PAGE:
© 2019, 22” by 12.5”, Watercolours
My wife and I moved our family to the shores of Chemong Lake a few years back on the edge of a tiny bay on the north-east end of the lake not far from the intersection on Buckhorn Road that is Selwyn, Ontario. I had hoped that the environment would provide for plenty of experiences with nature that might inspire paintings (and it certainly has) but what I wasn’t expecting was that it would also provide the inspiration for a painting in the form of old machinery, in this case a derelict Volkswagen microbus that has been slowly sinking into the ground over the last few decades.
According to my neighbours, in the 70s and 80s, the property belonged to a man known simply as “Old George.” He and his wheelchair-bound wife would come up from Toronto every weekend and spend the nights in the little bus. During the days, she would tend to the beautiful gardens (that included lots of grapes apparently) while he would sharpen his scythe and keep the trees, reeds, and weeds under control all along the southern end of the bay close to the swamp. I’m also told that they dined frequently on turtle soup, sourced locally of course.
They’re both long gone, and the new owners haven’t spent much time there at all having done little more than put up a “No Trespassing” sign that itself is showing its age. I was struck by the romantic aspect of the stalwart microbus rusting away on a once immaculate property now well and truly overgrown. There seemed to be contradiction here for me: the juxtaposition of a vehicle that personified the free-wheeling, anything-goes attitude of a bygone era with a sign rudely and firmly imposing limitations.
I’ve taken a bunch of pictures of the microbus over the last few years with the goal of eventually painting it. Finally, in the spring of 2019, I got some pics where the light was at just the right angle and intensity. The light made the windows seen through the front of bus just glow, almost like the vehicle was full of water.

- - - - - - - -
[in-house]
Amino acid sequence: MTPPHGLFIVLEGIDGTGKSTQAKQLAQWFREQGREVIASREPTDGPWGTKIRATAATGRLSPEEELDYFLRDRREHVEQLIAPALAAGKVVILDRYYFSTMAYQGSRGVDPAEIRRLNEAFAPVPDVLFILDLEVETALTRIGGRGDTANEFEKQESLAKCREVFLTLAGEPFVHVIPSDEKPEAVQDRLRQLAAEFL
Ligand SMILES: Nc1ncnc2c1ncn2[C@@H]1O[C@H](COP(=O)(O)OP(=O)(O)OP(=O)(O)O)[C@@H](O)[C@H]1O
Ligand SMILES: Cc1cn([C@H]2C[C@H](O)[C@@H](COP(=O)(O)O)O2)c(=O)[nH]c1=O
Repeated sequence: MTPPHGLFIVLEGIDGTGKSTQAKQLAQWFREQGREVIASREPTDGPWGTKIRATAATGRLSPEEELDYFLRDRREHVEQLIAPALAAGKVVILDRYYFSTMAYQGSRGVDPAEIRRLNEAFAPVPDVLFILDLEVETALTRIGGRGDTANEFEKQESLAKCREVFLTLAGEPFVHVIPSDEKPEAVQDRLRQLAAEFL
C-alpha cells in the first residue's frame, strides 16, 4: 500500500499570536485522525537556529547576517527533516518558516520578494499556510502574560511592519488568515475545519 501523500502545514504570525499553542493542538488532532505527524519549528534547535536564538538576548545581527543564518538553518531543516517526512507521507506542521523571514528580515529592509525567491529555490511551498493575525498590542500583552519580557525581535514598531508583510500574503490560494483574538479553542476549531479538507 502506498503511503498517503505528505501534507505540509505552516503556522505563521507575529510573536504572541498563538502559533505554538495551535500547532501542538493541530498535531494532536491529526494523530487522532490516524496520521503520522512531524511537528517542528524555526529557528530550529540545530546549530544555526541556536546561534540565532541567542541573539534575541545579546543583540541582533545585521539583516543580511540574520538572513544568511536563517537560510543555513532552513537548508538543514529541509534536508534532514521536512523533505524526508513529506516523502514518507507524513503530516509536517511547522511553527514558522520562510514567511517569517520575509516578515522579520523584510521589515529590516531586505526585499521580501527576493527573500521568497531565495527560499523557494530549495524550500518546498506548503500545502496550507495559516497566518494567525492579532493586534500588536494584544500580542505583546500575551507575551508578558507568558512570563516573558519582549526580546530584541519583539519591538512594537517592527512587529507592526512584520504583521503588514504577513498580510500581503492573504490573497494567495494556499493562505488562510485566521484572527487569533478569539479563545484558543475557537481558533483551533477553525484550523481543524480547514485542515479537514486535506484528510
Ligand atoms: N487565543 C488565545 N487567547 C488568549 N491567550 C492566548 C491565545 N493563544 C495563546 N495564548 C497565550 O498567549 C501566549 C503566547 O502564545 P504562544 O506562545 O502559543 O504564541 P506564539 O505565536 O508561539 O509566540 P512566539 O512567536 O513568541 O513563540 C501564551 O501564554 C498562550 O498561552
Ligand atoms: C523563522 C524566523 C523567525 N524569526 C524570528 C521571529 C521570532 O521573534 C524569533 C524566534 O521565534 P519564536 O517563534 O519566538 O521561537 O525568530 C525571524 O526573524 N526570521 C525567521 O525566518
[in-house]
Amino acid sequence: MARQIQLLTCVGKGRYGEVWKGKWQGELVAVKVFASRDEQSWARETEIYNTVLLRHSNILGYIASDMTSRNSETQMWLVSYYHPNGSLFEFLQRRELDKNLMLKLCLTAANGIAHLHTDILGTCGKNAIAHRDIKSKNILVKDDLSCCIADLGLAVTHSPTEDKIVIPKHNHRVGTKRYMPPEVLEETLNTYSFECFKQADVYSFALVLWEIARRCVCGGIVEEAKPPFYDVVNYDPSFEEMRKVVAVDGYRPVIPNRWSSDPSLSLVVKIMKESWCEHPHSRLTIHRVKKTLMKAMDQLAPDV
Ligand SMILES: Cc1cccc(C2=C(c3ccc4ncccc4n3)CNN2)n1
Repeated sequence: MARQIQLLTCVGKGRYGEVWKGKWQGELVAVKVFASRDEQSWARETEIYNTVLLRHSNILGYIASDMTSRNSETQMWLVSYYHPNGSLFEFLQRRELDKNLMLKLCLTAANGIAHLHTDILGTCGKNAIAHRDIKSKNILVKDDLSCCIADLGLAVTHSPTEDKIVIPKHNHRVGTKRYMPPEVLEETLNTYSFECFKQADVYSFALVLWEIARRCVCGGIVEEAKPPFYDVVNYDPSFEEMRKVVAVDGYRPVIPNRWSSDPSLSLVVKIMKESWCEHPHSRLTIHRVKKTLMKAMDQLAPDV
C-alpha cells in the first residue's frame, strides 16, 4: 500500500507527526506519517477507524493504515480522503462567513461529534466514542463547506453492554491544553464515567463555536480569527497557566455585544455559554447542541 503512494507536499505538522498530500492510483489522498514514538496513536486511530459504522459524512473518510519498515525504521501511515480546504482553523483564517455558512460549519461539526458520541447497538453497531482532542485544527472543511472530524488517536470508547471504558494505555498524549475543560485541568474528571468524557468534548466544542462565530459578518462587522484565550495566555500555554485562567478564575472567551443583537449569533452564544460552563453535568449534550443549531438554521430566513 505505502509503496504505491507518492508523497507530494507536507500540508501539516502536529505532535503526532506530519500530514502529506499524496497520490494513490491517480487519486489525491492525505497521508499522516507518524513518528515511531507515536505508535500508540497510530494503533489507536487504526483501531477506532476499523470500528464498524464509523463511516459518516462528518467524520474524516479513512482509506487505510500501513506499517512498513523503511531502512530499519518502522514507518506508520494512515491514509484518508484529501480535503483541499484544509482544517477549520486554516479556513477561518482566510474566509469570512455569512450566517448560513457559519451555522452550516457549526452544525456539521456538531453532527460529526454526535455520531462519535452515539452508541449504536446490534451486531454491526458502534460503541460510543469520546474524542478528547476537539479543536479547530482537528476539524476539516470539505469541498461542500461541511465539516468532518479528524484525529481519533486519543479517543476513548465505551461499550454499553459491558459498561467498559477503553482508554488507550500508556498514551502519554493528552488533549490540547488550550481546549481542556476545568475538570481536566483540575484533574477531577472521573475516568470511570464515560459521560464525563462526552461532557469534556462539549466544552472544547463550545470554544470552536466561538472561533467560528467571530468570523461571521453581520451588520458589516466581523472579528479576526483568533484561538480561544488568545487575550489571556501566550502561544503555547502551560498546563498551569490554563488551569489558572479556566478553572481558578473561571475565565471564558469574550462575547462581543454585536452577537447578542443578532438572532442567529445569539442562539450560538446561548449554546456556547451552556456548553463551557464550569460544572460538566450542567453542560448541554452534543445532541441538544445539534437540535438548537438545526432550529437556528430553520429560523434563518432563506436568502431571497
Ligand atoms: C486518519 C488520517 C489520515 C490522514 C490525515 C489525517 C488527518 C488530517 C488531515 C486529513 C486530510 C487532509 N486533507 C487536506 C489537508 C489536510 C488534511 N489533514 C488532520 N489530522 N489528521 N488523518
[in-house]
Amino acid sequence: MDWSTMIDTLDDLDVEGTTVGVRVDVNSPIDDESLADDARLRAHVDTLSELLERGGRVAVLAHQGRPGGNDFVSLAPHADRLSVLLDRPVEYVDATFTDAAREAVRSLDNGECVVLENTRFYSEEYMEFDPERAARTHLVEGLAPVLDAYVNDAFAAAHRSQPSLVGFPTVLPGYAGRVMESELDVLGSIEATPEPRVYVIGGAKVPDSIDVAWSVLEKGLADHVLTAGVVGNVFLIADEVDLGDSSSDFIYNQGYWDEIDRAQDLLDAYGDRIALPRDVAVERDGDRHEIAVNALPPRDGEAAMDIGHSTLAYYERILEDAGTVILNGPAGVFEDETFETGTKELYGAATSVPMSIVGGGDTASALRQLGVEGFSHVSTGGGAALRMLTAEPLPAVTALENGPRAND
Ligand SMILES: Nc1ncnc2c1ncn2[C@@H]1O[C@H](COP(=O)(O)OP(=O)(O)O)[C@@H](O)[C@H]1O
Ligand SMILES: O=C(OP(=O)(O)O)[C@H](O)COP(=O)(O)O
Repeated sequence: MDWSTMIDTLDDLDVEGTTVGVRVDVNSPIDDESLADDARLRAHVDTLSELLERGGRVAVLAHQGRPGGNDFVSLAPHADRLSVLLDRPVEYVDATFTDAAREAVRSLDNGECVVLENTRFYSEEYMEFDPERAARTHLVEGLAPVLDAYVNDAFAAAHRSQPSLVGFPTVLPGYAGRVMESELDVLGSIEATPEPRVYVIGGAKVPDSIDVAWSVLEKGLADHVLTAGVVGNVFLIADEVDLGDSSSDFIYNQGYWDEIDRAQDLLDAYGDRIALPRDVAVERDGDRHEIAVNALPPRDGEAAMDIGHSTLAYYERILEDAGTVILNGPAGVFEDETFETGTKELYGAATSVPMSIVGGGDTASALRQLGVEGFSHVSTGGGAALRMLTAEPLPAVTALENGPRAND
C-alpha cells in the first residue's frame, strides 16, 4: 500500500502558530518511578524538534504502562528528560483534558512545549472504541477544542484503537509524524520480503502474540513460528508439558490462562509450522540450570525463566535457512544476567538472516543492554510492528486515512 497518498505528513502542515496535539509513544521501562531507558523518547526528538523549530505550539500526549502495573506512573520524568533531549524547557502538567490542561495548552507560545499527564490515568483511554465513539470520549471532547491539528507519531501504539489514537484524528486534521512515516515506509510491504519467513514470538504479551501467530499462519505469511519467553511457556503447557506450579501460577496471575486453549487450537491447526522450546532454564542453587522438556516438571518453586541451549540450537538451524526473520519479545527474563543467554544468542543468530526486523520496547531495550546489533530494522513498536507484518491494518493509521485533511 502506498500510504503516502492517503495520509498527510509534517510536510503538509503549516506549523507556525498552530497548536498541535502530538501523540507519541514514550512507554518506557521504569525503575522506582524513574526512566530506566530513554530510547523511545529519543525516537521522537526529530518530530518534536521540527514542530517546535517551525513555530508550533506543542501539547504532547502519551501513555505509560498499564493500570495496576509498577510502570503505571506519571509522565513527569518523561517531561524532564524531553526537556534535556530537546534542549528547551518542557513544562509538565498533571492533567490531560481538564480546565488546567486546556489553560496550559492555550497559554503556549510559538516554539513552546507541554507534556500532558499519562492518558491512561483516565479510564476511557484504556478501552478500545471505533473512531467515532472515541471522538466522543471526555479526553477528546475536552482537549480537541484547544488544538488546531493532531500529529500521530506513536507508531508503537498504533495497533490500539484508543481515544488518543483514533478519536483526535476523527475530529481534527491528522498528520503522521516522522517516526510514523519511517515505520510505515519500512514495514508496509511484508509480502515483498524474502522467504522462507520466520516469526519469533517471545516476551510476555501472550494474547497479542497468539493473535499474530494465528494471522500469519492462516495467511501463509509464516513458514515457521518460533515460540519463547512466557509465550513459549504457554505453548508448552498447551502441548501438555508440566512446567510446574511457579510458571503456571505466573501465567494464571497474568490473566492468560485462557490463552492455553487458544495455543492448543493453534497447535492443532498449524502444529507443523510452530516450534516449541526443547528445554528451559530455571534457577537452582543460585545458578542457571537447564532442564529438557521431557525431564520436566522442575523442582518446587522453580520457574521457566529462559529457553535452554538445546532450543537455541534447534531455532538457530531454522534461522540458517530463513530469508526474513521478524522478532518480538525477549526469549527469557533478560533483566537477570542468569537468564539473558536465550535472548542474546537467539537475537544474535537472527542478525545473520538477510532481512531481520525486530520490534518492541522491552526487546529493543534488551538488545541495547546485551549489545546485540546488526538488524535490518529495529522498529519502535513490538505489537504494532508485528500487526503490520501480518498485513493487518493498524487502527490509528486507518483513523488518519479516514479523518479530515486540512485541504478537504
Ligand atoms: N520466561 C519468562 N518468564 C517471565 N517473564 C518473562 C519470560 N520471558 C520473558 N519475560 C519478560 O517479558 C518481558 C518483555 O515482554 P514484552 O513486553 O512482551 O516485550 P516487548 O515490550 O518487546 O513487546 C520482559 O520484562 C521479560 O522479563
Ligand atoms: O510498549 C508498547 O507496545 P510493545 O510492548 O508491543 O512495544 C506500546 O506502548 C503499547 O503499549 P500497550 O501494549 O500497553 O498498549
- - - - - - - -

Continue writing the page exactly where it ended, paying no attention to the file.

It was a lot of fun painting the microbus, but not a painting session went by when I wasn’t secretly fantasizing about rescuing “Ol’ George” and restoring him to his former glory.
Reproductions of my art are available printed either on paper or canvas. Both formats are signed by me, the artist, and are high quality, full-colour prints of a high resolution scan or photograph of the original painting. All prints are inspected to ensure that the colours match the source and created using inks that are guaranteed to resist both fading and UV light.
These are printed on high quality paper to give them the look and feel of the original painting. In terms of the dimensions listed, please keep in mind that they are approximate. Since I custom mat and frame the prints myself, I reproduce them at specific sizes so that when they are matted to standard matting dimensions, the mat-board borders are consistent widths on all sides. It’s because of this that I highly recommend that you upgrade to the matted version (seriously, go do it now).
Now, if you've ordered a print that is not a standard sized when matted, then I highly recommend that you go back and order it in a frame. As described in the sister section Frames, I do all my own framing using reclaimed wood and am affordable.
If you want to avoid matting and framing altogether, then I suggest that you order the canvas option. I stretch the canvases myself using reclaimed wood and, with a profile that is an inch and a half thick, the art will make a strong statement on your wall.